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This page looks at common arguments in challenges to tobacco product ingredients regulation in domestic courts. Regulation of tobacco product ingredients has also been the subject of a WTO dispute and WTO committee discussions, generally concerning discrimination and trade-restrictiveness.
1. Tobacco product ingredients regulation under the WHO FCTC
Under Article 9 of the WHO FCTC, parties commit to adopting and implementing effective legislative, executive and administrative or other measures for testing and measuring the contents and emissions of tobacco products, and for the regulation of these contents and emissions.
These include measures to regulate tobacco product ingredients in order to reduce their attractiveness, addictiveness, and toxicity. The Articles 9 and 10 Partial Guidelines provide that in regulating tobacco product ingredients, parties ‘should aim to implement the most effective measures that they can achieve’, in light of their national circumstances and priorities, scientific and other evidence, and the experiences of other countries (3.1.2). Such measures may include:
- Prohibiting or restricting ingredients which may be used to increase palatability in tobacco products, including added sugars and sweeteners, flavourings, herbs and spices.
- Prohibiting or restricting ingredients in tobacco products that have colouring properties
- Prohibiting or restricting ingredients used to create the impression that products have health benefits (such as vitamins, essential oils, and amino acids)
- Prohibiting or restricting ingredients associated with energy and vitality (such as stimulants)
2. Common grounds of challenge and responses
Measures regulating ingredients have been challenged in domestic and regional courts both on the basis of the relevant regulatory agency’s power to adopt the measure and on the grounds of proportionality to their public health objectives.
Parties have successfully argued that the measure is proportionate to its objectives in light of recommendations under articles 9 and 10 of the WHO FCTC and its guidelines. The WHO FCTC and its guidelines, as well as public health imperatives more generally, have also helped strengthen the legal basis for the regulator’s power to regulate tobacco product ingredients.
3. Illustrative case examples
The cases below provide examples of how tobacco product ingredients regulation has been challenged since the WHO FCTC came into force; how parties have framed their defences to such challenges; and how courts have considered the issues at stake. The list is not exhaustive but rather shows examples of how issues have been framed in different legal challenges.
C-358/14 – Republic of Poland v European Parliament and Council of the European Union (European Union, 2016)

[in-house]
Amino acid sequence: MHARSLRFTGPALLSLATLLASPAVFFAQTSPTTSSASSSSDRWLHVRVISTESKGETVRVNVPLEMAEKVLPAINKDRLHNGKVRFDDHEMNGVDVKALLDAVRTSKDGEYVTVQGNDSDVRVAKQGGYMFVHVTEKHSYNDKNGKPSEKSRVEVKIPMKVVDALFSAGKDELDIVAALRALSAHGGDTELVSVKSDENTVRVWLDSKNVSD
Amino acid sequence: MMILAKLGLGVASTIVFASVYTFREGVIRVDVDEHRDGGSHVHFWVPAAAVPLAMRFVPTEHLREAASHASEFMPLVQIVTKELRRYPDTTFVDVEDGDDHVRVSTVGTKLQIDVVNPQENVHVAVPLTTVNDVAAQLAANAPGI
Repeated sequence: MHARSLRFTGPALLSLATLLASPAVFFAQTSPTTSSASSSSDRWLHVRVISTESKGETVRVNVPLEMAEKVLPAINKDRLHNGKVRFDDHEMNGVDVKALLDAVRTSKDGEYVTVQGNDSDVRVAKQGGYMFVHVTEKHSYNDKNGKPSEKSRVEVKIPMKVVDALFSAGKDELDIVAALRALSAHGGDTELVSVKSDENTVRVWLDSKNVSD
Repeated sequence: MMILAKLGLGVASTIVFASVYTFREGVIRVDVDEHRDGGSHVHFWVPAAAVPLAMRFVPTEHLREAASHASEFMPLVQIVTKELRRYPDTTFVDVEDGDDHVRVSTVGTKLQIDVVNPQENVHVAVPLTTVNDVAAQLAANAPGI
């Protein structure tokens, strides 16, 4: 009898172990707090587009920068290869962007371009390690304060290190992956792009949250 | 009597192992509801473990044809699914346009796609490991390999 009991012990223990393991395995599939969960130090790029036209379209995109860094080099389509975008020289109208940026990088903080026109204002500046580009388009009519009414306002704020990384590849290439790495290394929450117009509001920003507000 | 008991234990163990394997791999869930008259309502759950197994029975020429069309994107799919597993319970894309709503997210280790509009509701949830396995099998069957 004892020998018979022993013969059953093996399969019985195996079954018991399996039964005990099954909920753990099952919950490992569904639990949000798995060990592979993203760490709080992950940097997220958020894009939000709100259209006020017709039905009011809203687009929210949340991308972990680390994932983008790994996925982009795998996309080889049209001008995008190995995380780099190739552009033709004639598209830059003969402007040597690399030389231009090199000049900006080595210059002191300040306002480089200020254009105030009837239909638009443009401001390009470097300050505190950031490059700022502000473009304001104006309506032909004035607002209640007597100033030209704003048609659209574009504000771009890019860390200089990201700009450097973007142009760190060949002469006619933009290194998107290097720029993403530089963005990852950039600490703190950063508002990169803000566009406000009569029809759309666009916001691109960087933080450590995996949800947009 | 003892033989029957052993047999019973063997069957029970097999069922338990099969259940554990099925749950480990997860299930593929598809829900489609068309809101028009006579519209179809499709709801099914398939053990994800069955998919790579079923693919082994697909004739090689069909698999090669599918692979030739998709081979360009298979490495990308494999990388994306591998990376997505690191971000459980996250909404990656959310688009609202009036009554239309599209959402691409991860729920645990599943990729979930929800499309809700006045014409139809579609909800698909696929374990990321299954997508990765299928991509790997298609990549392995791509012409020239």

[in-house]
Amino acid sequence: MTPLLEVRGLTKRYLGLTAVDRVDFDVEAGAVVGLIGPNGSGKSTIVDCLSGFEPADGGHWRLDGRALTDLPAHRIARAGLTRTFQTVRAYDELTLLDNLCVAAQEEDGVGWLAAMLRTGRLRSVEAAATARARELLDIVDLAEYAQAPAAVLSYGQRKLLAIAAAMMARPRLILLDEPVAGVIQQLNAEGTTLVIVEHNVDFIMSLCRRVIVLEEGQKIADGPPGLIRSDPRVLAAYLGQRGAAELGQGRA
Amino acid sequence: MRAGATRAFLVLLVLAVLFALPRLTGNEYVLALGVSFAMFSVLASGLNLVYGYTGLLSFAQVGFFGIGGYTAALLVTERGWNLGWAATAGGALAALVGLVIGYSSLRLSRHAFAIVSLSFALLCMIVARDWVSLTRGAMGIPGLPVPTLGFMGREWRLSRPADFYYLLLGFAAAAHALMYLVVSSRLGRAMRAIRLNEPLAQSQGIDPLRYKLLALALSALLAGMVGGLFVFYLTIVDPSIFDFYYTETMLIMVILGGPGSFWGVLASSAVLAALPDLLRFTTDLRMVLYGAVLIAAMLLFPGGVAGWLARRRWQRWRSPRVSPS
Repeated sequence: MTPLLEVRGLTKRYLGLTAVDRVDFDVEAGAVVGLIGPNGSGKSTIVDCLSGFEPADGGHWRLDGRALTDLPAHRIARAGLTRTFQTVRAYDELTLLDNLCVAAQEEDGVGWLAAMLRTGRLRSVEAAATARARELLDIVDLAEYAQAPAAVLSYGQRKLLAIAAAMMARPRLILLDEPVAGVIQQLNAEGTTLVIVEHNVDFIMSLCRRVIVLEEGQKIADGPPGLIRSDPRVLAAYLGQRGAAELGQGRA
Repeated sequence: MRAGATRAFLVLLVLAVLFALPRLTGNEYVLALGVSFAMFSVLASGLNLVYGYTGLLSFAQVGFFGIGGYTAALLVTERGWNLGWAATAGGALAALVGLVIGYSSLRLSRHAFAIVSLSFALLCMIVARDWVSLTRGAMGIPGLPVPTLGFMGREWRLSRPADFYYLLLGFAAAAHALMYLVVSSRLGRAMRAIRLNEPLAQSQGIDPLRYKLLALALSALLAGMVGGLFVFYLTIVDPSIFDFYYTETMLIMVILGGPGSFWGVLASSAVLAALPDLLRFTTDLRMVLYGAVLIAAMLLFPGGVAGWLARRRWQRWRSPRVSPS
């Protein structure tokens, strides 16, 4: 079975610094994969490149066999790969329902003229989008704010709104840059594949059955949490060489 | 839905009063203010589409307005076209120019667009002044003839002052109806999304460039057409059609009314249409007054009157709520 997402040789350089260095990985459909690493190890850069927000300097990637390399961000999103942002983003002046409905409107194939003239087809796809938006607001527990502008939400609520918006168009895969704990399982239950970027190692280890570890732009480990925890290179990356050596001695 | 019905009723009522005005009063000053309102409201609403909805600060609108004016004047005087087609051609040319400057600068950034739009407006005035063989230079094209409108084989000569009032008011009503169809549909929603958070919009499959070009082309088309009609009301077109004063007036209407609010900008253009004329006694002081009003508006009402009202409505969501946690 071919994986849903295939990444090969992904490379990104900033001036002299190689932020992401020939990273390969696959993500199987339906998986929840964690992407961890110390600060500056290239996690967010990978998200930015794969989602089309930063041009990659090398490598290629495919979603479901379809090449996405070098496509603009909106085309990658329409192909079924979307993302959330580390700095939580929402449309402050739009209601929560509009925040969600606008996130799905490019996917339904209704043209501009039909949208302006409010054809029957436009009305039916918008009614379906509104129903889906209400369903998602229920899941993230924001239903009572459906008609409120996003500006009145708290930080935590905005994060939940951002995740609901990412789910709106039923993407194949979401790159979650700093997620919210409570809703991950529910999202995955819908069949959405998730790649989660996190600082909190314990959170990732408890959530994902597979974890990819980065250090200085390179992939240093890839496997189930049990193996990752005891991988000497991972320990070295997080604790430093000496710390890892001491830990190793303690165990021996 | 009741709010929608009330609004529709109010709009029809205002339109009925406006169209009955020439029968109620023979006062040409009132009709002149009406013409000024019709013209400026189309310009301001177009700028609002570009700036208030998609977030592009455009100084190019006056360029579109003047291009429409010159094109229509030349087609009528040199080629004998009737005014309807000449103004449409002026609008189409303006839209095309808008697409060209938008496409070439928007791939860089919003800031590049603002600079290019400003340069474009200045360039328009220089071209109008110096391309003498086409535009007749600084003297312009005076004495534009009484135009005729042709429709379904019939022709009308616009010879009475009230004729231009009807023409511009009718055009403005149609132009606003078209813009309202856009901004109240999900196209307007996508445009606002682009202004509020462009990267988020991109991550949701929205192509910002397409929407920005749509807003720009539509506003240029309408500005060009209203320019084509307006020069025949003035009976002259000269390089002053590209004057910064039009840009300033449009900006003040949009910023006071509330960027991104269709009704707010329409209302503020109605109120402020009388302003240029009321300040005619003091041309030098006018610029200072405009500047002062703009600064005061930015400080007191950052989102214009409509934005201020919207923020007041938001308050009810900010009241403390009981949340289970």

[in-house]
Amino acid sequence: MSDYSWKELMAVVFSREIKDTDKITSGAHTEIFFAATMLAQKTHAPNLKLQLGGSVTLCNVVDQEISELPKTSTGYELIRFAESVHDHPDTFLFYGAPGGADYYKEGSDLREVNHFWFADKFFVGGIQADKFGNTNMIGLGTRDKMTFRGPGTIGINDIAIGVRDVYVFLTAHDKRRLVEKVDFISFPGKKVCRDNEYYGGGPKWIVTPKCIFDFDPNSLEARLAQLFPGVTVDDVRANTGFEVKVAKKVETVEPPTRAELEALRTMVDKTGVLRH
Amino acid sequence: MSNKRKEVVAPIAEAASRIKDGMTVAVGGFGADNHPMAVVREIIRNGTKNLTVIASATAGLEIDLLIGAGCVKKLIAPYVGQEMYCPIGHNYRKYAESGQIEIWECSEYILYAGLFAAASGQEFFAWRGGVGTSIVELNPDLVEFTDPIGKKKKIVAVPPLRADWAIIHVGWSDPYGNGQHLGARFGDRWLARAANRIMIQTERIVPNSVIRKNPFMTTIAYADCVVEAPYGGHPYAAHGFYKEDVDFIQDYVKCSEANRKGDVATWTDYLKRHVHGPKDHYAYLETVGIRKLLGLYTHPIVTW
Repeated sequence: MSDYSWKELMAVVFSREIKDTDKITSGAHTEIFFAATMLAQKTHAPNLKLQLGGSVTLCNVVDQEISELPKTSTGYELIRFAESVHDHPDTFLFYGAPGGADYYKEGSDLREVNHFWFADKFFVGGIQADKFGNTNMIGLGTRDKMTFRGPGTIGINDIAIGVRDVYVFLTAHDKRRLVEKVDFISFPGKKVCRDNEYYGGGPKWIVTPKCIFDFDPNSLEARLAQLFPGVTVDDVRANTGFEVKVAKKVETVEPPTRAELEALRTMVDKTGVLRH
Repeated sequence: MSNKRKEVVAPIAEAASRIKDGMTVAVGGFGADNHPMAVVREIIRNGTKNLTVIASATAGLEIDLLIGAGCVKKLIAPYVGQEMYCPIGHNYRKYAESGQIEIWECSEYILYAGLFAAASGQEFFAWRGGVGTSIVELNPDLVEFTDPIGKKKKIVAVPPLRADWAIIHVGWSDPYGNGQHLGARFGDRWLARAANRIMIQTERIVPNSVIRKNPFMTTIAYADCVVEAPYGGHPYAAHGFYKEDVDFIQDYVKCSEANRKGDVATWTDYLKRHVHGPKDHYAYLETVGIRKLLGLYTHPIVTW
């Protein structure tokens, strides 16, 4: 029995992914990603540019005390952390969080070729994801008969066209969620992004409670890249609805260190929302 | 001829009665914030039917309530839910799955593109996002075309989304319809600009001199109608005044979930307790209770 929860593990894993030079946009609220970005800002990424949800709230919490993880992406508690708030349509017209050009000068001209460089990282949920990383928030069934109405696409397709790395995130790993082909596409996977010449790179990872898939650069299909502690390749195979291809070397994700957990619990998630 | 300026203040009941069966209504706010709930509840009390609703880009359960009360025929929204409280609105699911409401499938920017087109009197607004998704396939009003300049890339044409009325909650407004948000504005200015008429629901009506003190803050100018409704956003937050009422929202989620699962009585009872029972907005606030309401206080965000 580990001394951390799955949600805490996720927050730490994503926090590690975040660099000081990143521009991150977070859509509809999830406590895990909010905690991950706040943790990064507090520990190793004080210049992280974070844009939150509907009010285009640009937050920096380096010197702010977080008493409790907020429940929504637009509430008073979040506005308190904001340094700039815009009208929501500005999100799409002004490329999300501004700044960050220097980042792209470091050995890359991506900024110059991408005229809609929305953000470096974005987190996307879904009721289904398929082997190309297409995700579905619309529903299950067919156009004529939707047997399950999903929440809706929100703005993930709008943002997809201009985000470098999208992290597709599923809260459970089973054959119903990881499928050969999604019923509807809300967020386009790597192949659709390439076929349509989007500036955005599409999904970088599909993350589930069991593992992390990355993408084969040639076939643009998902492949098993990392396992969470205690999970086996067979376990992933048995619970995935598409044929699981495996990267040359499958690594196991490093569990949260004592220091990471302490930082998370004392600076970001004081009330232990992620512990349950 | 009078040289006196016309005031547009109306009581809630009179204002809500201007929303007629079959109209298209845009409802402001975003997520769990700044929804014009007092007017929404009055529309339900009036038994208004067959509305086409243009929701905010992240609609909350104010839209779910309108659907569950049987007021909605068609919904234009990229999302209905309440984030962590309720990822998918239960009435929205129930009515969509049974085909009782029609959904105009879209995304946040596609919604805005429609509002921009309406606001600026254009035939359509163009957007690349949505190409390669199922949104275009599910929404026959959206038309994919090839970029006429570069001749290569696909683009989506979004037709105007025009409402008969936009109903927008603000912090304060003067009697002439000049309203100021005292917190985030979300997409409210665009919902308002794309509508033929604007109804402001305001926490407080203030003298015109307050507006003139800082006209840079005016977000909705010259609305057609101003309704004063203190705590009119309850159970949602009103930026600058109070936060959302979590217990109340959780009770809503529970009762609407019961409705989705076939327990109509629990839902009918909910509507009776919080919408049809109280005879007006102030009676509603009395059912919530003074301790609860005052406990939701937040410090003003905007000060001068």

The Court of Justice of the European Union upheld the validity of the prohibition on all characterising flavours including menthol in the Tobacco Products Directive (Directive 2014/40).
The Court found that the Directive was validly adopted. It had a valid legal basis because it aimed to improve the functioning of the internal market by partially harmonising product requirements so as to ensure consistent rules across the internal market and remove an obstacle to trade, while still ensuring a high level of health protection. (The relevant EU bodies have the power to adopt rules to ensure the functioning of the internal market, but not for health protection as an independent basis).
The flavouring ban was proportionate to this aim of ensuring a functioning internal market while ensuring a high level of health protection. The Court noted that the characterizing flavour ban took into account recommendations in the Guidelines to Articles 9 and 10 of the WHO FCTC, which are intended to assist the parties in the implementation of binding obligations under the Convention and are based on the best available scientific evidence and should therefore be considered ‘of particularly high evidential value’. The Partial Guidelines recommended the prohibition of characterising flavours without drawing distinctions between them, and specifically mentioned menthol as a flavour which contributes to increased palatability and attractiveness of tobacco products. It was therefore within the broad discretion conferred on the relevant EU bodies to prohibit all characterising flavours including menthol. Less restrictive measures suggested by Poland, such as age limits or health warnings specific to flavoured tobacco products, were not equally suitable for achieving the aim of ensuring a high level of health protection for all consumers by reducing the attractiveness of tobacco products, because restricting access or providing further information did not function in the same way as making the products themselves less attractive.
The characterising flavour ban was also consistent with the principle of subsidiarity (which requires the EU to act only when the objective of an action cannot be achieved by national legislatures alone). The risk of divergent regulations on characterising flavours and the need to ensure consistent regulation of tobacco products within the internal market meant that the aims were better achieved at the EU than the member state level.